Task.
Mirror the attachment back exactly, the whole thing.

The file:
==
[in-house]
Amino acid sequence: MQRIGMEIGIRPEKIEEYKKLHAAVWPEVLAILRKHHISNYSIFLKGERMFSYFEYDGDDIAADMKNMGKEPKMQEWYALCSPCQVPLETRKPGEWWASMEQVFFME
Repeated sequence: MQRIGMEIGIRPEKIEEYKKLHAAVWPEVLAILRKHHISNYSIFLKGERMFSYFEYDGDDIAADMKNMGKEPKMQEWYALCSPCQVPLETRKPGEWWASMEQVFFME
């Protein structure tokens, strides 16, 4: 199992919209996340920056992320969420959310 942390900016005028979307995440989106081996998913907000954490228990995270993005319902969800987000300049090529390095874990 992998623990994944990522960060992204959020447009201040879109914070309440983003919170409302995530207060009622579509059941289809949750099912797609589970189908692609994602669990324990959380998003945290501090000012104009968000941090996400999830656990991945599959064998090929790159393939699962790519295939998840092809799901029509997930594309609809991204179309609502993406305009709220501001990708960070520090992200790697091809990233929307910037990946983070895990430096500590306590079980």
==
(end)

[in-house]
Amino acid sequence: MQRIGMEIGIRPEKIEEYKKLHAAVWPEVLAILRKHHISNYSIFLKGERMFSYFEYDGDDIAADMKNMGKEPKMQEWYALCSPCQVPLETRKPGEWWASMEQVFFME
Repeated sequence: MQRIGMEIGIRPEKIEEYKKLHAAVWPEVLAILRKHHISNYSIFLKGERMFSYFEYDGDDIAADMKNMGKEPKMQEWYALCSPCQVPLETRKPGEWWASMEQVFFME
């Protein structure tokens, strides 16, 4: 199992919209996340920056992320969420959310 942390900016005028979307995440989106081996998913907000954490228990995270993005319902969800987000300049090529390095874990 992998623990994944990522960060992204959020447009201040879109914070309440983003919170409302995530207060009622579509059941289809949750099912797609589970189908692609994602669990324990959380998003945290501090000012104009968000941090996400999830656990991945599959064998090929790159393939699962790519295939998840092809799901029509997930594309609809991204179309609502993406305009709220501001990708960070520090992200790697091809990233929307910037990946983070895990430096500590306590079980």